How to Eliminate Circuit Convergence Issues and Errors from your PCB Simulations

July 2, 2019

Infinity is one of the concepts that can be hard to grasp. After all, we define almost everything as having a distinct beginning and ending or start and finish. And, time itself is not immune from this finite classification. There are minutes, hours, days, weeks, months, years, centuries, millennia and so on. This system has no place for infinity. However, mathematics which is the basis for our understanding of the world easily incorporates infinity. In fact, most mathematical fundamentals only survive if infinity exists. For example, nothing can be proven to be true unless it is true for all time or until infinity.

Although essential for mathematics, infinity can have negative connotations for digital programming which is used to perform the circuit analysis for PCBs. The ability to simulate your board’s behavior when signals are applied is invaluable, especially for multi-board PCB systems. However, signal analysis is done by mathematically evaluating a digital model of your board’s circuits and depends upon a solution being obtained or the program coming to an end. This is known as convergence. If no solution is reached, there is some error or your program may be getting stuck in an endless loop. In this condition, your simulation would run until infinity.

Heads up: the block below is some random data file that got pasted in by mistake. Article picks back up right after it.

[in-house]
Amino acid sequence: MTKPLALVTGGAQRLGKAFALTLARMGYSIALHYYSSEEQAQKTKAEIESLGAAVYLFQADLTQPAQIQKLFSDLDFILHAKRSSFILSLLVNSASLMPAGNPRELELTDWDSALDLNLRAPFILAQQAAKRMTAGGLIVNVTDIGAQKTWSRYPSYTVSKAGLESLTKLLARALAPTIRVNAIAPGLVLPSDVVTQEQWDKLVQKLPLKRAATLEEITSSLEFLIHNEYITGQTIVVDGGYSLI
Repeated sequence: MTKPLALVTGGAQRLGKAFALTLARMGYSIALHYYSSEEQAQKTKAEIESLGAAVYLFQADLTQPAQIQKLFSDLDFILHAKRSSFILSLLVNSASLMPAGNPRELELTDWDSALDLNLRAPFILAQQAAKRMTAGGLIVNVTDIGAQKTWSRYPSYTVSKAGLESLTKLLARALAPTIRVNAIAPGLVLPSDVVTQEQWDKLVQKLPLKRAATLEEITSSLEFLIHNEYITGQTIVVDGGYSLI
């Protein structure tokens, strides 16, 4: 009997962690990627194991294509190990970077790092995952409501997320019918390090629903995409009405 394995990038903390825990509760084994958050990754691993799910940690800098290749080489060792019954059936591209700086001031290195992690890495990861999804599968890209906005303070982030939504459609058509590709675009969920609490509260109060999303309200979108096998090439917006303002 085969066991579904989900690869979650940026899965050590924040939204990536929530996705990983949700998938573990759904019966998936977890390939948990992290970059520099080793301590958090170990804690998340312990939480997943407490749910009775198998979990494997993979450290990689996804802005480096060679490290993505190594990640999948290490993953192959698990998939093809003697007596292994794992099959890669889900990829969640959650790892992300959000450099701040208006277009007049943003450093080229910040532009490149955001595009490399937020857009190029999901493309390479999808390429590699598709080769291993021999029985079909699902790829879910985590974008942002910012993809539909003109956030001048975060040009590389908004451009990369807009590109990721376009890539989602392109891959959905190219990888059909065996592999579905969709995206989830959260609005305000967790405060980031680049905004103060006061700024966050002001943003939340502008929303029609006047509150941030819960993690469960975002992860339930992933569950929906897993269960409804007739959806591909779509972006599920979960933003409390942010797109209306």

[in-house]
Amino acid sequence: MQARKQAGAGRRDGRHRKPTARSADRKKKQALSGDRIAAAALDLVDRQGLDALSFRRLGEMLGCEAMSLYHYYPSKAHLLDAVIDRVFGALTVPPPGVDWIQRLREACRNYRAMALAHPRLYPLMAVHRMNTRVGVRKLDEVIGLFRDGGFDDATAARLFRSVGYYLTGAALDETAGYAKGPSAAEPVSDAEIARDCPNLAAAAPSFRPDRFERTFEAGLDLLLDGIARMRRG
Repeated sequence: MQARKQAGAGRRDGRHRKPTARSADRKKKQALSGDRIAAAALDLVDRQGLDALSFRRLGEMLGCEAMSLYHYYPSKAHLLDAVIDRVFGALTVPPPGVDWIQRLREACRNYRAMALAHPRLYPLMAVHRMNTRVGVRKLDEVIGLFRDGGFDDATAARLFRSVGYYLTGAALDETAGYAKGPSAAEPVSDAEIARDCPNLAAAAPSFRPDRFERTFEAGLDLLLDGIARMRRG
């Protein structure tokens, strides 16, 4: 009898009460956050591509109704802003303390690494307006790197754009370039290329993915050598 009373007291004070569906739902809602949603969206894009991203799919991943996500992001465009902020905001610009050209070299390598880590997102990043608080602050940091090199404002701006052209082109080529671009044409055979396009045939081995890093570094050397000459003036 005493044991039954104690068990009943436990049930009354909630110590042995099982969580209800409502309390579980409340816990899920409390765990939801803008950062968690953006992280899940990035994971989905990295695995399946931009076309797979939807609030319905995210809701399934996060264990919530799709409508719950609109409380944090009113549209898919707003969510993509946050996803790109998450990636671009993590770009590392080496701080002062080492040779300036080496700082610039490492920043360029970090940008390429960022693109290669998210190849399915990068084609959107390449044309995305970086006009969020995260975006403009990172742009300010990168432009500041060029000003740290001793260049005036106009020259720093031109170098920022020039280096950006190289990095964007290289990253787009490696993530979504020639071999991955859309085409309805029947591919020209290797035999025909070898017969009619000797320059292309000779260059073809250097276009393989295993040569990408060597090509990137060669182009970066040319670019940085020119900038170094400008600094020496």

Let’s see what types of circuit convergence issues and errors can occur during the simulation and how they can be avoided.

Common Circuit Convergence Issues and Errors

Circuit analysis is typically performed by bounded dynamic programming, where there are a number of variable values that must be determined simultaneously and within constraints. Most often, the algorithms for these programs are iterative optimization techniques. Success or convergence is achieved when values for all variables can be found such that there are no violations of the constraints. For most well-defined problems, convergence is possible. However, if there are errors or ill-defined program parameters an incorrect or no solution at all may be the result. Below is a list of common convergence issues and errors that can prevent your simulation from finding a solution.

Typical Circuit Convergence Issues and Errors:

Circuit Model Issues

• Discontinuities

• A discontinuity occurs if a parameter does not have a value for a program time step. This error may produce erroneous results.

• Sources

• Rapid transitions

• Undefined parameters are handled in different ways by various programs. Some may assume a default value, while others may halt execution.

• Circuit Elements

• Most elements must be connected between two different nodes; otherwise, if one is missing an open circuit (infinite resistance) or floating device is assumed and if both nodes are the same a short circuit exists, which effectively eliminates all other circuit paths.

• Unreasonable values can yield unpredictable results or even cause non-convergence.

Simulation Program Issues

• Tolerances

• Tolerances, just as values; such as voltage and current, can be absolute (fixed) or relative (dependent upon some other parameter value). These are also the determinants of if and when convergence is obtained. If these are too small, they may not reachable and the program could get stuck in a loop or not converge.

• Step Sizes

• Step sizes are usually times; although, they can be frequencies or magnitudes. If they are too large, the program may skip over the solution. This issue can be a problem for any solution method that utilizes differentiation, such as gradient descent.